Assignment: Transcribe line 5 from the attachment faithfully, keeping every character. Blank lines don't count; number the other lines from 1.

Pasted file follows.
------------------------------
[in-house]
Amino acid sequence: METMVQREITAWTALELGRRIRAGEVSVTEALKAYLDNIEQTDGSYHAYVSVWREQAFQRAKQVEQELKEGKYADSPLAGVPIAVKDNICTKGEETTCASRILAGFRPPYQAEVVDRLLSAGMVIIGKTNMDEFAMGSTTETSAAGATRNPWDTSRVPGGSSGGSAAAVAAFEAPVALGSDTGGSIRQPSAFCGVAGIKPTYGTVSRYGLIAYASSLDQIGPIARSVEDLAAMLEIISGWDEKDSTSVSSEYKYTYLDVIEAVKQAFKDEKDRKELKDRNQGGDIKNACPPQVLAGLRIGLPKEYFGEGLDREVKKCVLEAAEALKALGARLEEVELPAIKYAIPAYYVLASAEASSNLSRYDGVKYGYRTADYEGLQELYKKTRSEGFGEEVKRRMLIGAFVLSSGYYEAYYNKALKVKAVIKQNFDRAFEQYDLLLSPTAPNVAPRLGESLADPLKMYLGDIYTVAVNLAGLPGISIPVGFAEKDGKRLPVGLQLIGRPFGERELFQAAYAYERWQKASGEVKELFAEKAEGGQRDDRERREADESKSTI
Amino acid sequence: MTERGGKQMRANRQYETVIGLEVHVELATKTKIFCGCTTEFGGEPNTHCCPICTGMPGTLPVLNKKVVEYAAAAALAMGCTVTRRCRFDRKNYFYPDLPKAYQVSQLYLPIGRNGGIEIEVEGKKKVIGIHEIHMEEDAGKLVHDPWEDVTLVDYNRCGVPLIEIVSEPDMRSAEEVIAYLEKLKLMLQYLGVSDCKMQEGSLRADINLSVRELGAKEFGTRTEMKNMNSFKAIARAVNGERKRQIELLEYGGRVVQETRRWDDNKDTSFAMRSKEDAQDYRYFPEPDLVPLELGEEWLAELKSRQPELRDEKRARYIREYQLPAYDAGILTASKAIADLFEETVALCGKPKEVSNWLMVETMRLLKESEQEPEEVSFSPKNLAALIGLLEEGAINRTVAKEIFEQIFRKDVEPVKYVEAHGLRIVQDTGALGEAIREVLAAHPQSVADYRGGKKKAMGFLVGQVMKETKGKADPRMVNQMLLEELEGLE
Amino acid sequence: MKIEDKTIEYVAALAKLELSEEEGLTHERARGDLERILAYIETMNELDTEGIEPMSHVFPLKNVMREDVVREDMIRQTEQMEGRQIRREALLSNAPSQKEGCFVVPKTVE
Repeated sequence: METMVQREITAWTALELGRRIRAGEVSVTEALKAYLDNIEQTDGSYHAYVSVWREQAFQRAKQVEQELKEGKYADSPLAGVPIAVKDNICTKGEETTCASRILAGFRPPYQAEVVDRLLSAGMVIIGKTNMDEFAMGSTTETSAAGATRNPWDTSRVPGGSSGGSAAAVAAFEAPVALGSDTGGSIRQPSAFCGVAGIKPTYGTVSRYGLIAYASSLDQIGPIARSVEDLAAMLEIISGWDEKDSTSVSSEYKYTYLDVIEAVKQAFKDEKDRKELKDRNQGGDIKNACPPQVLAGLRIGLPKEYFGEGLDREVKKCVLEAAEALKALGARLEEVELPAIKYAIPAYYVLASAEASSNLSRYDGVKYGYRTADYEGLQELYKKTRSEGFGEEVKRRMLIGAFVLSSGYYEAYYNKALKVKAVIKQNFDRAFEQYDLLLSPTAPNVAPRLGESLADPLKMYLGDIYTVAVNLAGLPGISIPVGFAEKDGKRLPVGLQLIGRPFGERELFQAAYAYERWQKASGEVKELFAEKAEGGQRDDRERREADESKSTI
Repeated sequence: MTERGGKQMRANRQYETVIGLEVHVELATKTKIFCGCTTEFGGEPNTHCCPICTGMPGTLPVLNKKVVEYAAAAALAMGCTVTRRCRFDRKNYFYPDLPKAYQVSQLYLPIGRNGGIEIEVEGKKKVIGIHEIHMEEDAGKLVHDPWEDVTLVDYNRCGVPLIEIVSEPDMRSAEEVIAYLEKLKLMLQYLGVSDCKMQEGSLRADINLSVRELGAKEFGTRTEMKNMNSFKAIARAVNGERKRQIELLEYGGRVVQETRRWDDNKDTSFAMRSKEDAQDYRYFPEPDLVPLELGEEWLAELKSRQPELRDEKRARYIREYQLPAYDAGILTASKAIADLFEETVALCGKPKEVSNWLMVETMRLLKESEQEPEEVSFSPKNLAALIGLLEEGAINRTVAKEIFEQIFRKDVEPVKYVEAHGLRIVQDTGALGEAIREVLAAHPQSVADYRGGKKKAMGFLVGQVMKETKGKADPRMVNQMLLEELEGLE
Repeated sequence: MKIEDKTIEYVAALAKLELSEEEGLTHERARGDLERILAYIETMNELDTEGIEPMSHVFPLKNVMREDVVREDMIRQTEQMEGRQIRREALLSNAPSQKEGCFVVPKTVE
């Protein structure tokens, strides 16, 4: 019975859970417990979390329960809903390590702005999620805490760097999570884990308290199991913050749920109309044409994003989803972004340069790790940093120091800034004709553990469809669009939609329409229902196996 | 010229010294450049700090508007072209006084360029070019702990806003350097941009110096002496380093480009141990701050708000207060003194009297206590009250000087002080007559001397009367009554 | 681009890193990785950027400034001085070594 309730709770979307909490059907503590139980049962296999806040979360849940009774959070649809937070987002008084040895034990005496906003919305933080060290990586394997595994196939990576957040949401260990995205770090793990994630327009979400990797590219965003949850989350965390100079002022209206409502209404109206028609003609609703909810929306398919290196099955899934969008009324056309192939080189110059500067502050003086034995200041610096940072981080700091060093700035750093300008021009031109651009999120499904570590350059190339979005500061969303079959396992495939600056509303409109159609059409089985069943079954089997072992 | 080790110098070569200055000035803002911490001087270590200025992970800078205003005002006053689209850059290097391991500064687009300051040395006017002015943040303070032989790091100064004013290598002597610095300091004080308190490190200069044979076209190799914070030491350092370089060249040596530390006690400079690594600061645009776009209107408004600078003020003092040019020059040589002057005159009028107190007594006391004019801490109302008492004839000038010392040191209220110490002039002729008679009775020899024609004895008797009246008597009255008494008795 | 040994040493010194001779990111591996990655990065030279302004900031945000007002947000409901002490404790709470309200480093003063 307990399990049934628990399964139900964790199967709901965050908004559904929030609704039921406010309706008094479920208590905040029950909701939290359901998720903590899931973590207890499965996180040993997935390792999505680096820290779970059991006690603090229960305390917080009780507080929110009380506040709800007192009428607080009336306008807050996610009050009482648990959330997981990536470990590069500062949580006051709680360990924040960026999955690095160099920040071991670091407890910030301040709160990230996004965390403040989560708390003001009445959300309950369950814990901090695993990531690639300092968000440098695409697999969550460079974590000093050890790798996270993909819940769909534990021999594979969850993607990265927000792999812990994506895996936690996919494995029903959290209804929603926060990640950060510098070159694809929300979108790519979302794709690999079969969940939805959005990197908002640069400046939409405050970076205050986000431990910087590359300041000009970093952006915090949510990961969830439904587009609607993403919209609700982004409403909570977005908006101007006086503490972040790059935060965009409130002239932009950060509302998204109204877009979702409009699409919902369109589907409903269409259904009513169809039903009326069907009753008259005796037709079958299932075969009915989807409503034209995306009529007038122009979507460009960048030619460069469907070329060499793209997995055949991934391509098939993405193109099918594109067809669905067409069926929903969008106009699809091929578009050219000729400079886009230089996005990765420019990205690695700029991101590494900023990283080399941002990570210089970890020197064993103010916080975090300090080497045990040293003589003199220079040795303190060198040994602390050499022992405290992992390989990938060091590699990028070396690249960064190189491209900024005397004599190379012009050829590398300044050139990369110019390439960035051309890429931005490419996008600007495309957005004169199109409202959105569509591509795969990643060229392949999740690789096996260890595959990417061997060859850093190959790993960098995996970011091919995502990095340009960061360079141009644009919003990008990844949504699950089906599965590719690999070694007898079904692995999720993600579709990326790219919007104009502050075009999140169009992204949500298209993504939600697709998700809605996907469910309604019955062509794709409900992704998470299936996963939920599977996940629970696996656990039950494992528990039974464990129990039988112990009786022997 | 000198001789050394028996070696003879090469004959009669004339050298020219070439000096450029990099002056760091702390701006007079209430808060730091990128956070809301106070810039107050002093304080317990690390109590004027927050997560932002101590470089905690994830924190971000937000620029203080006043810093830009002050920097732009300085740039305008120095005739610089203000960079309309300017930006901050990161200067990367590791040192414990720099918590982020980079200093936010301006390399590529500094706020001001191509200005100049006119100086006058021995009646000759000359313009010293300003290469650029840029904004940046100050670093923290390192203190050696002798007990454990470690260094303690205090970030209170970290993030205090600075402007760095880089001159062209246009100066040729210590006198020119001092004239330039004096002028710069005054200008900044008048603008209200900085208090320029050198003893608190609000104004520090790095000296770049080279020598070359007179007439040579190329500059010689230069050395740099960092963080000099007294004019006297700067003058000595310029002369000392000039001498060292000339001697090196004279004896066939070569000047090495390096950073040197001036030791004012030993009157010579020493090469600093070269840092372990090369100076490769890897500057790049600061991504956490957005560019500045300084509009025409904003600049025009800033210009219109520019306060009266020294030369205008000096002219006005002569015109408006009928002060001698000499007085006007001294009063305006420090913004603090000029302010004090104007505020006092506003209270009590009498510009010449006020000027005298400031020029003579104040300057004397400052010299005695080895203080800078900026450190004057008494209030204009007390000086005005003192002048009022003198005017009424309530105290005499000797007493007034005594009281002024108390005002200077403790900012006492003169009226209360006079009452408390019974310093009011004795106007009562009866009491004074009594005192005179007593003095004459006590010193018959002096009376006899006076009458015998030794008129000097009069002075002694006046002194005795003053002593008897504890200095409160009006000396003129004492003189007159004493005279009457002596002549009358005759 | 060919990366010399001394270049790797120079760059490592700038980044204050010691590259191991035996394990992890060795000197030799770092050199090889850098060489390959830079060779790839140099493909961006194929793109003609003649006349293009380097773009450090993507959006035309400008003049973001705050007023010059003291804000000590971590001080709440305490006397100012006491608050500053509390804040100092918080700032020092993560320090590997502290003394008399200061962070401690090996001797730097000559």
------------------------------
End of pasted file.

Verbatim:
Repeated sequence: METMVQREITAWTALELGRRIRAGEVSVTEALKAYLDNIEQTDGSYHAYVSVWREQAFQRAKQVEQELKEGKYADSPLAGVPIAVKDNICTKGEETTCASRILAGFRPPYQAEVVDRLLSAGMVIIGKTNMDEFAMGSTTETSAAGATRNPWDTSRVPGGSSGGSAAAVAAFEAPVALGSDTGGSIRQPSAFCGVAGIKPTYGTVSRYGLIAYASSLDQIGPIARSVEDLAAMLEIISGWDEKDSTSVSSEYKYTYLDVIEAVKQAFKDEKDRKELKDRNQGGDIKNACPPQVLAGLRIGLPKEYFGEGLDREVKKCVLEAAEALKALGARLEEVELPAIKYAIPAYYVLASAEASSNLSRYDGVKYGYRTADYEGLQELYKKTRSEGFGEEVKRRMLIGAFVLSSGYYEAYYNKALKVKAVIKQNFDRAFEQYDLLLSPTAPNVAPRLGESLADPLKMYLGDIYTVAVNLAGLPGISIPVGFAEKDGKRLPVGLQLIGRPFGERELFQAAYAYERWQKASGEVKELFAEKAEGGQRDDRERREADESKSTI